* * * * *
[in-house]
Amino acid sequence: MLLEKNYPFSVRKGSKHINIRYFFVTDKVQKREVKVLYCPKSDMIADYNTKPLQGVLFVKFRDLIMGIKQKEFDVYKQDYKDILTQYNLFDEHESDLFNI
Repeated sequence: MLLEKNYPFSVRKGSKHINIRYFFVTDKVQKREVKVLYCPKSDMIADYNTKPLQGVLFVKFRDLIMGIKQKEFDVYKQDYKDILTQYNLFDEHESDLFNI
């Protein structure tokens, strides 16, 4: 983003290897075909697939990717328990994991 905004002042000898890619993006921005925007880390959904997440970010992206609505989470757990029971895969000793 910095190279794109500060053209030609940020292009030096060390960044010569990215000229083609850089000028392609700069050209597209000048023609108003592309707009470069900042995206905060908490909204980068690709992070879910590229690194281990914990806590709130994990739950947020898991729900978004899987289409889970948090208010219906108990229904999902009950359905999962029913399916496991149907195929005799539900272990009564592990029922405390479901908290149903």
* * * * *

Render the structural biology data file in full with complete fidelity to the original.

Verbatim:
[in-house]
Amino acid sequence: MLLEKNYPFSVRKGSKHINIRYFFVTDKVQKREVKVLYCPKSDMIADYNTKPLQGVLFVKFRDLIMGIKQKEFDVYKQDYKDILTQYNLFDEHESDLFNI
Repeated sequence: MLLEKNYPFSVRKGSKHINIRYFFVTDKVQKREVKVLYCPKSDMIADYNTKPLQGVLFVKFRDLIMGIKQKEFDVYKQDYKDILTQYNLFDEHESDLFNI
């Protein structure tokens, strides 16, 4: 983003290897075909697939990717328990994991 905004002042000898890619993006921005925007880390959904997440970010992206609505989470757990029971895969000793 910095190279794109500060053209030609940020292009030096060390960044010569990215000229083609850089000028392609700069050209597209000048023609108003592309707009470069900042995206905060908490909204980068690709992070879910590229690194281990914990806590709130994990739950947020898991729900978004899987289409889970948090208010219906108990229904999902009950359905999962029913399916496991149907195929005799539900272990009564592990029922405390479901908290149903």